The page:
Cells were fixed with 4% paraformaldehyde for 20 min and subjected to blocking and permeabilization with 5% BSA in PBS containing 0.1% Triton X100 for 30 min at RT. Cells were incubated for 1 h in pre-titrated dilutions of primary antibodies in blocking buffer, followed by thorough washes with PBS, and incubation with Alexa-conjugated secondary antibodies for 30 min. Cells were subsequently washed and mounted with Vectashield (Vector Laboratories) containing DAPI. To enhance nuclear PAX8 staining, cells were post-fixed with absolute ethanol for 45 s before blocking.

Image analysis and statistics

Quantitative assessment of immunoblots was performed using ImageJ. Immunofluorescence images were obtained using Zeiss AxioImager.Z1 microscope outfitted with an ApoTome optical sectioning device and a 20 × Plan Apochromat air objective. Images were processed using Zen 2012. Quantification was performed with CellProfiler 3.0.0., by using DAPI-stained nuclei as primary objects, then propagating the cytoplasmic area from nuclei using a membrane-localizing marker to map the edges of cytoplasm, and finally forming the analysis area by subtracting the nuclear area from each cytoplasm. Mean signal intensities were then obtained from each image and averaged for each treatment/condition. The experimental protein and RNA analyses were performed at least in triplicates, as indicated in the corresponding figure legends, and the statistical significance was determined using two-sided Student t-test. p values are depicted as *p < 0.05; **p < 0.01; ***p < 0.001.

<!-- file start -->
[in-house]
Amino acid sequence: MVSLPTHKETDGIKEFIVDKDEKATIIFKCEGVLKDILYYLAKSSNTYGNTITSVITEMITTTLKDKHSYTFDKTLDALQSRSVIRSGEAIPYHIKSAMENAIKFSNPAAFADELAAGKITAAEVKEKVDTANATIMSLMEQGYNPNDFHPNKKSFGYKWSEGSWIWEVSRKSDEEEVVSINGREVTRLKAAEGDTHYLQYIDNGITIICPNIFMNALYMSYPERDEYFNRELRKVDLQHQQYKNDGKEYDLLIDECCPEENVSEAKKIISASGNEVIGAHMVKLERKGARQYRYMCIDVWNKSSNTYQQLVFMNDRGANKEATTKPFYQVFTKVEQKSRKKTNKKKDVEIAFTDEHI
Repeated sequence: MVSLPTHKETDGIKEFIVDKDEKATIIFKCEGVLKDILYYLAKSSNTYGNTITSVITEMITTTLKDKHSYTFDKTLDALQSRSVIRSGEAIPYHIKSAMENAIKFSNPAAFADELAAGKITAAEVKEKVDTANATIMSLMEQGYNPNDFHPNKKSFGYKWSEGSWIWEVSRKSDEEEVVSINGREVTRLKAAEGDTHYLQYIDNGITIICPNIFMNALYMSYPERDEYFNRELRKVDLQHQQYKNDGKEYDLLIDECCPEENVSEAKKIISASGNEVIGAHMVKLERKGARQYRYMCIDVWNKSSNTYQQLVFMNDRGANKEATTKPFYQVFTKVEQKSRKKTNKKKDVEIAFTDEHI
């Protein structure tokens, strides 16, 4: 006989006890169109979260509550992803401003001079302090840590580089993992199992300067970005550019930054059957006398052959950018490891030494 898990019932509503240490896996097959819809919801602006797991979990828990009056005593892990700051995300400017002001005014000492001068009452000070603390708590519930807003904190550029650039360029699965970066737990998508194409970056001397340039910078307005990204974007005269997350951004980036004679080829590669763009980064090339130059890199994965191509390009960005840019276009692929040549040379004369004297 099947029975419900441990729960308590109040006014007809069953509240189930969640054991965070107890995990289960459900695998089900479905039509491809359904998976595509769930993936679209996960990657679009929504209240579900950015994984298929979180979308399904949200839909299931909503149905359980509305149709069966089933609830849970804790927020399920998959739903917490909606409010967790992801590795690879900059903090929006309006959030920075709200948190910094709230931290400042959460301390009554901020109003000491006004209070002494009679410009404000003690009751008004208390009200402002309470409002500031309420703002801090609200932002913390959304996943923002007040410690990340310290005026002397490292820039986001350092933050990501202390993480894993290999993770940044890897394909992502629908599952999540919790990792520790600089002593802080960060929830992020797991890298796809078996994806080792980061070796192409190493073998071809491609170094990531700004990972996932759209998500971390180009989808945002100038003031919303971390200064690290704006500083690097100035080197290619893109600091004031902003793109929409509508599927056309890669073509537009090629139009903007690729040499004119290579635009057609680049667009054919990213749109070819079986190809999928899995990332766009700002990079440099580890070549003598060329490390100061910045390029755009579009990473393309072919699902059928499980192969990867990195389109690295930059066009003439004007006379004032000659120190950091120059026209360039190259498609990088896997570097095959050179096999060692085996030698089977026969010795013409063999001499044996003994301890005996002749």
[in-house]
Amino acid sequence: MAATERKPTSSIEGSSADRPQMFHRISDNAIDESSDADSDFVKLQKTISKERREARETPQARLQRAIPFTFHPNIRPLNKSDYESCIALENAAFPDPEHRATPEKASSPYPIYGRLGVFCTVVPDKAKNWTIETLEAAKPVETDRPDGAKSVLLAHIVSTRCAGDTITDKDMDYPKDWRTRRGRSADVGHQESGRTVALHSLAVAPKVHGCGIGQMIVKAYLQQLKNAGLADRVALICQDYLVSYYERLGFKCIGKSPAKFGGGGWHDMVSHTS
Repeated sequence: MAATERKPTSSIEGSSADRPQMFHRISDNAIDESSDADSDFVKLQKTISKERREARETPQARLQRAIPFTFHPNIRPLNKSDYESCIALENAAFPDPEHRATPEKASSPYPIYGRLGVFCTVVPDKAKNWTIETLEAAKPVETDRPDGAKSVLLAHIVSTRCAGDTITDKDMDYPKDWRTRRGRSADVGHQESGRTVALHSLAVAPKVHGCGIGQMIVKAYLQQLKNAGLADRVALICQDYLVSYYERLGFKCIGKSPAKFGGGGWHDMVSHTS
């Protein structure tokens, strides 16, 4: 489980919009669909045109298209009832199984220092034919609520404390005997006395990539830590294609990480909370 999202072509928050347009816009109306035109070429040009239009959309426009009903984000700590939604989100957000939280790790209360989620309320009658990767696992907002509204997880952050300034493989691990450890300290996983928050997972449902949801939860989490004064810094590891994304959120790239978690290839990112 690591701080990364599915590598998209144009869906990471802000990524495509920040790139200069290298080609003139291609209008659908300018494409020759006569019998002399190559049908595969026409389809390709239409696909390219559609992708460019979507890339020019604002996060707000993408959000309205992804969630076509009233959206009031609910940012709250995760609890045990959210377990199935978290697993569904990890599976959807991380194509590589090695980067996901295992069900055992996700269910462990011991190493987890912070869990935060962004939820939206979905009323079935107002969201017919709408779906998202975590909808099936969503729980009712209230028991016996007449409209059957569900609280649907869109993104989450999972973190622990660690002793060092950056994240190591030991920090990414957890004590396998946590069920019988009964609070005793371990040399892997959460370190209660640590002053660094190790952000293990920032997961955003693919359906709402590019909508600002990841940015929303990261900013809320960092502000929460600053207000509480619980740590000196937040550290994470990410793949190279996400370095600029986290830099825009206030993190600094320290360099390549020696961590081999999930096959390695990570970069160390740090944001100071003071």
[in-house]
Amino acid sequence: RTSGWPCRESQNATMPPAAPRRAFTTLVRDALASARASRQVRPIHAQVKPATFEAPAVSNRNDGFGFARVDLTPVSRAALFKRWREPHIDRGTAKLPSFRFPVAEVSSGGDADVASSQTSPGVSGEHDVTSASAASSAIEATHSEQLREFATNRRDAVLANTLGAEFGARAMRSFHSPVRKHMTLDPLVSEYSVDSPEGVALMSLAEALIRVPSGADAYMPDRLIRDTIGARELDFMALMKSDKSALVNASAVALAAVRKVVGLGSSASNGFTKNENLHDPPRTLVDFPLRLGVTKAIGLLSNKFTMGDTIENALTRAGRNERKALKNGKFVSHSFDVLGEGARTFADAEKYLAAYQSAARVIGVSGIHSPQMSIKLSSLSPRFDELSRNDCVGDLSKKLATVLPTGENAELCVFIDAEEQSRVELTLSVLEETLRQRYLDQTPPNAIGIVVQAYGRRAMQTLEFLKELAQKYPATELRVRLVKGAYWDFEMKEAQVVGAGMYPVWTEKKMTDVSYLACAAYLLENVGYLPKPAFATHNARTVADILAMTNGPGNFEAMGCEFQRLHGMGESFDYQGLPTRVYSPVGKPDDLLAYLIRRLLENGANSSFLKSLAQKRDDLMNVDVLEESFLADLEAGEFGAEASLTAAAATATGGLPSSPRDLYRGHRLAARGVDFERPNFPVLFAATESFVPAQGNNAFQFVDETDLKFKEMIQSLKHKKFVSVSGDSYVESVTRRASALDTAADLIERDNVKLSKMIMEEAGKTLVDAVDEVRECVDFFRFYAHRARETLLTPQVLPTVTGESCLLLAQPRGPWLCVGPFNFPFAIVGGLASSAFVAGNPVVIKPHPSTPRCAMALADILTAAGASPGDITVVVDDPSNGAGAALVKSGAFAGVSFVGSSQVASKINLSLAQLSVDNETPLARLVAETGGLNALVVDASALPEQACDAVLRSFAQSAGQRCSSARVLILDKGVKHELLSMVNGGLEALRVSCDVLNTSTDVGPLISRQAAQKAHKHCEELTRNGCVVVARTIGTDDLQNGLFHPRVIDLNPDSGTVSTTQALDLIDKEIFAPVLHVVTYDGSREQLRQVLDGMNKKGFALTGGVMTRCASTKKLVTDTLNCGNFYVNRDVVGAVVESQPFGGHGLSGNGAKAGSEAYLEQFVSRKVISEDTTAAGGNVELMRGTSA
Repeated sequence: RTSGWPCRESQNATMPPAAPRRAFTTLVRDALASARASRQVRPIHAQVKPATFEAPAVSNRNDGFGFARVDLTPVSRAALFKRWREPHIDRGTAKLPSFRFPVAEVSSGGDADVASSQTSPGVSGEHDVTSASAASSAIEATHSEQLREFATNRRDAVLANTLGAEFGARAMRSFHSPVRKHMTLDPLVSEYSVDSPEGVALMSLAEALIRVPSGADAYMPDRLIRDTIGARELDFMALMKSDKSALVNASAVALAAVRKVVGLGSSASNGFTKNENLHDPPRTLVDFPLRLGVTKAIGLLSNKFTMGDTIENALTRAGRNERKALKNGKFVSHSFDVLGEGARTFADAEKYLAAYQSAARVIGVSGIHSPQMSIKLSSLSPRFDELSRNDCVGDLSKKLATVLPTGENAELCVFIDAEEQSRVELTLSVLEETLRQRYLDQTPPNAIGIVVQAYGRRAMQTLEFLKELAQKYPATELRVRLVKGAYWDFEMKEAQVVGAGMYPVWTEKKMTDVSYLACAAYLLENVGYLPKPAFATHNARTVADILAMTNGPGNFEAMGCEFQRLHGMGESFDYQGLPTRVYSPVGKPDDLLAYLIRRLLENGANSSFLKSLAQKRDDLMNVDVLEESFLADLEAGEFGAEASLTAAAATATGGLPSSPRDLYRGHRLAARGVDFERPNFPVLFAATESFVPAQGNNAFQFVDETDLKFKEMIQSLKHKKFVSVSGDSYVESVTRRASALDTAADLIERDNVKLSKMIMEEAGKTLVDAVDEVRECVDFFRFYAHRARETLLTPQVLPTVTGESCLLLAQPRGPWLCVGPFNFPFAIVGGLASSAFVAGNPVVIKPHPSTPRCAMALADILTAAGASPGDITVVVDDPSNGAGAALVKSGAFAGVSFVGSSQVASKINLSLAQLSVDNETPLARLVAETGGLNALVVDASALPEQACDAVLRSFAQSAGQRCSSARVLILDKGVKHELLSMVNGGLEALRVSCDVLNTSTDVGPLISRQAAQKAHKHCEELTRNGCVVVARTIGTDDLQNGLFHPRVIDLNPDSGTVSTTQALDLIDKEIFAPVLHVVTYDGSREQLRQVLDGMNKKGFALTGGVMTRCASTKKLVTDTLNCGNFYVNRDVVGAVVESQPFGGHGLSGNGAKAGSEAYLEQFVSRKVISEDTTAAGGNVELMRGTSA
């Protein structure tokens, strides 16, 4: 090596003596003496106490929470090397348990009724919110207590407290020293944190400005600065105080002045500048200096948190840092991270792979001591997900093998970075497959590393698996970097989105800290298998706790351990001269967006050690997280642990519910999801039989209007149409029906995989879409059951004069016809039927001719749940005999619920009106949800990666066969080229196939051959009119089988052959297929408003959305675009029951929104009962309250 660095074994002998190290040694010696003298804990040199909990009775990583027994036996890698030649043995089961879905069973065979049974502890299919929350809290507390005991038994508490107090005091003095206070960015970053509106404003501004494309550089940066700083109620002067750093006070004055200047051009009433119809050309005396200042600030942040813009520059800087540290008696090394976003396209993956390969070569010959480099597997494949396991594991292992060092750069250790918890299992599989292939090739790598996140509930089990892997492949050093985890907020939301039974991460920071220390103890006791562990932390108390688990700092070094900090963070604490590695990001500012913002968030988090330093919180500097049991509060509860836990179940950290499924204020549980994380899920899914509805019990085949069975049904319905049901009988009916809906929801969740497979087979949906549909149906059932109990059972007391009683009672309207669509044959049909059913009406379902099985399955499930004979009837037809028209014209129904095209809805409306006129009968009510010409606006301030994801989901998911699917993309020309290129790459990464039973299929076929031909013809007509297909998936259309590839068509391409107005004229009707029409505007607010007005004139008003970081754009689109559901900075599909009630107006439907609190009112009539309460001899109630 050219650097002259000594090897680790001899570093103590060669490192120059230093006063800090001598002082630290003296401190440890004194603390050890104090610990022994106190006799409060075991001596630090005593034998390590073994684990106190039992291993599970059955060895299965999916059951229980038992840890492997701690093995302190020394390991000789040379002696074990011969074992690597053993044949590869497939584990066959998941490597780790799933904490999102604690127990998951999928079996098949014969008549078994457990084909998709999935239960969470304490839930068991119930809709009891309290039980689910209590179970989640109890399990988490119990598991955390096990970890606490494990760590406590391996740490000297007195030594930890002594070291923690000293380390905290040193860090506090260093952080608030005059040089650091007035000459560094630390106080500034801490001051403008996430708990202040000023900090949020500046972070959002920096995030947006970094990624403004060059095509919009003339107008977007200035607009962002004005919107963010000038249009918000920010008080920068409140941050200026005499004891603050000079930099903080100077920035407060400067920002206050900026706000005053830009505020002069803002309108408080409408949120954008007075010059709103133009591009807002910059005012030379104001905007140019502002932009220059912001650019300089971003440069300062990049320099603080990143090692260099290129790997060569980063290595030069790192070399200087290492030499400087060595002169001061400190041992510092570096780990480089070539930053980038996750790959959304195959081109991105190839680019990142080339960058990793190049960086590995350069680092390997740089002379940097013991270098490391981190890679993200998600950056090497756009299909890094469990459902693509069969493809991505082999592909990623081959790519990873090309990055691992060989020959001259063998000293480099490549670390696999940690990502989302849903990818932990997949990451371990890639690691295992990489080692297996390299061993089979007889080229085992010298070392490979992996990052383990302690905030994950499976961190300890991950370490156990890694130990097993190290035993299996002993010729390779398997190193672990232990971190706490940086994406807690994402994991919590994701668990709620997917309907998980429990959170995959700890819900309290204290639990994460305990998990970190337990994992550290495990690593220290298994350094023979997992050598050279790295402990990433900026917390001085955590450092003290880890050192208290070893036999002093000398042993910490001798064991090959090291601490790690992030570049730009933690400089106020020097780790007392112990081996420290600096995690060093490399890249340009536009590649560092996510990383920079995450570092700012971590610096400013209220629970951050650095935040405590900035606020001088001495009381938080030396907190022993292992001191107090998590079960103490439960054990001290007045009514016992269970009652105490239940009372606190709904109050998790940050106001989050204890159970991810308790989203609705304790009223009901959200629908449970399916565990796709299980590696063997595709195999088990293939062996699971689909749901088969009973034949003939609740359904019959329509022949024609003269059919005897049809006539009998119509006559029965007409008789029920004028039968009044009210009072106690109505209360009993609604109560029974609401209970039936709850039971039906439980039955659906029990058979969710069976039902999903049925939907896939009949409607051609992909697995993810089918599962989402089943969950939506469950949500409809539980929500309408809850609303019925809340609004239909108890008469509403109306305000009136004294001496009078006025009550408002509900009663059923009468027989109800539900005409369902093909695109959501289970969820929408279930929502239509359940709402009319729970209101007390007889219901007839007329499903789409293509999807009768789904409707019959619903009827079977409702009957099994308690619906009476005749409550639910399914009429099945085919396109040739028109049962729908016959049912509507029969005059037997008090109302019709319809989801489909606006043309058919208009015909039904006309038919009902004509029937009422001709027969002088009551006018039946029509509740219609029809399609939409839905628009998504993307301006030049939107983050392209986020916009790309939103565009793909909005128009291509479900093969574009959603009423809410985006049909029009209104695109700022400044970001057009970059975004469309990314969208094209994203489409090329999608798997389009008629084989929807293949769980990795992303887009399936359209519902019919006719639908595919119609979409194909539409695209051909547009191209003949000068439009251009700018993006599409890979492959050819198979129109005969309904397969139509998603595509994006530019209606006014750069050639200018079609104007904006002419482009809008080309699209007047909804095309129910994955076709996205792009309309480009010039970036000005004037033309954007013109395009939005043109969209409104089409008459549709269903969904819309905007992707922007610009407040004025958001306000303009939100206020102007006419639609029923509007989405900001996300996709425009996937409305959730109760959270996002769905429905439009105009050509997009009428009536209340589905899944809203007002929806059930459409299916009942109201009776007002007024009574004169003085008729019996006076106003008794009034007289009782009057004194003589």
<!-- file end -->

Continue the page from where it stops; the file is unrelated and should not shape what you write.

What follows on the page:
For the TMA scoring, a 4-point scale (0: negative, 1: weak, 2: intermediate, and 3: strong) was used to evaluate the maximum intensity of ephrinA5 staining in each core. The scoring was performed independently and in a blinded manner by two investigators, and in case of disagreement, a consensus score was established. Correlation analyses from TMA data were performed through Pearson chi-square test.